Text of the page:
“And the messenger of Allah said to them, ‘[Do not harm] the she-camel of Allah or [prevent her from] her drink'” (91:13)


Named for the longest chapter of the Quran, Surah Al Baqarah, the cow is mentioned 9 times throughout – often in reference to either sacrifice and slaughtering or for food to eat:

“And [recall] when Moses said to his people, ‘Indeed, Allah commands you to slaughter a cow.’ They said, ‘Do you take us in ridicule?’ He said, ‘I seek refuge in Allah from being among the ignorant'” (2:67)

“And to those who are Jews We prohibited every animal of uncloven hoof; and of the cattle and the sheep We prohibited to them their fat, except what adheres to their backs or the entrails or what is joined with bone. [By] that We repaid them for their transgression. And indeed, We are truthful” (6:146)


Associated often with death or darkness, the crow is mentioned once in the Quran in regards to the murder of Habil by Qabil (Cain and Abel), the son of Adam:

“Thereupon Allah sent forth a crow who began to scratch the earth to show him how he might cover the corpse of his brother. So seeing he cried: ‘Woe unto me! Was I unable even to be like this raven and find a way to cover the corpse of my brother?’ Then he became full of remorse at his doing” (5:31)


Appearing 3 times in the Quran, the dog is an often misunderstood animal throughout the Muslim world – both hated and loved, the dog is an interesting example of how Allah has placed us in relation to other creatures on earth. From its position of protecting the people of the cave to its simplicity, the dog is mentioned here:

“You would have thought they were awake, though they lay asleep. We turned them over, to the right and the left, with their dog stretching out its forelegs at the entrance. If you had seen them, you would have turned and run away, filled with fear of them” (18:18)

“Some will say, ‘(They were) three, the fourth of them being their dog,’ and some will say, ‘Five, the sixth of them being their dog, just making conjectures.’ And others will say, ‘Seven, the eighth of them is their dog.’ Say, ‘My Lord knows best about their number.’ No one knows them except a few, so do not argue about them except an apparent argumentation. And do not ask anyone of these about them” (18:22)

“If it had been Our will, We could have used these signs to raise him high, but instead he clung to the earth and followed his own desires – he was like a dog that pants with a lolling tongue whether you drive it away or leave it alone. Such is the image of those who reject Our signs. Tell them the story so that they may reflect” (7:176)


While many of us today see the donkey as a low, simple, or amusing animal, we must remind ourselves that Allah has created every single creature on earth Himself – there are lessons to learn even from the donkey. Here is where the donkey is mentioned in the Holy Quran:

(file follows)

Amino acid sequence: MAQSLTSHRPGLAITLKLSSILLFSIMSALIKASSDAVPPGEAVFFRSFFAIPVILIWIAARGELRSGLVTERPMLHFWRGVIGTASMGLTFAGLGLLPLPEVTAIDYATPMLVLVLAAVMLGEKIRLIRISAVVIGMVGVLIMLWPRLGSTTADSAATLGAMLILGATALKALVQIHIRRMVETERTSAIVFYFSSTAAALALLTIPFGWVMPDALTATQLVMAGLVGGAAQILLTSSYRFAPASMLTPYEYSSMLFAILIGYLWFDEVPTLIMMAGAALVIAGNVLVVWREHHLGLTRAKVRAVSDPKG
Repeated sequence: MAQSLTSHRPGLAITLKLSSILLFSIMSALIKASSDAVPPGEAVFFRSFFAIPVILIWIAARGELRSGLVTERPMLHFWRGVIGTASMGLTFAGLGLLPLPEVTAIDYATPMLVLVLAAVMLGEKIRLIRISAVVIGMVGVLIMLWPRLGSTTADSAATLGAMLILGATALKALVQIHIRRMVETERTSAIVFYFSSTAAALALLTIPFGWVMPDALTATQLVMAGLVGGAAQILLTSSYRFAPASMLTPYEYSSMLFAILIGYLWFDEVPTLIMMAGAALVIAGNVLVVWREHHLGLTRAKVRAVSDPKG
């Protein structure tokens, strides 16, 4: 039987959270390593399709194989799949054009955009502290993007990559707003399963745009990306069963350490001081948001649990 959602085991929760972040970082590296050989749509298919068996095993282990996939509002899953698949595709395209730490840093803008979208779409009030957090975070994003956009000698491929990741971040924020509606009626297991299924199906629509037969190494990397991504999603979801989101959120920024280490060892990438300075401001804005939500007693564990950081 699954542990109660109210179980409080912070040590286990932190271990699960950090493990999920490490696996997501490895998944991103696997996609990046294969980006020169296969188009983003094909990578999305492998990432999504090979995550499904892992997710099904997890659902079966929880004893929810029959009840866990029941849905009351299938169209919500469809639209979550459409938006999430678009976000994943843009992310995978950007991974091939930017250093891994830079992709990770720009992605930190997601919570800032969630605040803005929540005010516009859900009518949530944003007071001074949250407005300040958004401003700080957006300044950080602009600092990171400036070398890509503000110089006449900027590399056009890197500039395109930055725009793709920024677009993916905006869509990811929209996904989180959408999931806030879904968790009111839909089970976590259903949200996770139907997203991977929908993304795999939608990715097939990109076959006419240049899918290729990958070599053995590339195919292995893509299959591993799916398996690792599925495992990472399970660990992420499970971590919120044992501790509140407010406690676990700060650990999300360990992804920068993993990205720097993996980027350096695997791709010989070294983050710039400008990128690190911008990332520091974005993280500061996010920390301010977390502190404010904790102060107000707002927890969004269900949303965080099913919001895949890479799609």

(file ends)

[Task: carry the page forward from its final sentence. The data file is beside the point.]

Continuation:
“And be moderate in your walk, and lower your voice. Surely, the ugliest of voices is the voice of the donkeys” (31:19)

“The likeness of those who were entrusted with the (obligation of the) Taurat (Torah) (i.e. to obey its commandments and to practise its legal laws), but who subsequently failed in those (obligations), is as the likeness of a donkey who carries huge burdens of books (but understands nothing from them). How bad is the example (or the likeness) of people who deny the Ayat (proofs, evidences, verses, signs, revelations, etc.) of Allah. And Allah guides not the people who are Zalimun (polytheists, wrong-doers, disbelievers, etc.)” (62:5)

“And [He created] the horses, mules and donkeys for you to ride and [as] adornment. And He creates that which you do not know” (16:8)


Although the elephant has an entire chapter named after them, this animal is in fact only mentioned once in the Holy Quran, although the chapter in question tells the story of how Allah sent down an army of birds to defeat those who attempted to take over Mecca:

“Have you not seen how your Lord dealt with the People of the Elephant? Has He not turned their plan into nullity? And He sent upon them flying birds in flocks, throwing upon them stones of baked clay, So He made them like green blades eaten (up)” (105:1-5)


Fish are mentioned 5 times in the Quran, both in relation to a source of food and to the large fish that swallowed Prophet Yunus (depending on the translation and understanding, the story of Prophet Yunus pertains to either a large fish or a whale). Here is where fish are mentioned in the Holy Quran:

“Then a (big) fish swallowed him [Prophet Yunus] and he had done an act worthy of blame” (37:142)

“So, remain patient with your Lord’s judgment, and be not like the Man of the Fish [Prophet Yunus], he cried out while he was in anguish” (68:48)

“And ask them about the town that was by the sea – when they transgressed in [the matter of] the sabbath – when their fish came to them openly on their sabbath day, and the day they had no sabbath they did not come to them. Thus did We give them trial because they were defiantly disobedient” (7:163)


Although mentioned only once in the Quran, the significance of the fly should not be overlooked. Here is where it is mentioned in the Quran:

“O people, a parable is set forth: pay heed to it. Those who call upon aught other than Allah shall never be able to create even a fly, even if all of them were to come together to do that. And if the fly were to snatch away anything from them, they would not be able to recover that from it. Powerless is the supplicant; and powerless is he to whom he supplicates” (22:73)


Frogs are also mentioned within the Quran, and in this case, is mentioned in connotation with the plague sent down as a punishment from Allah: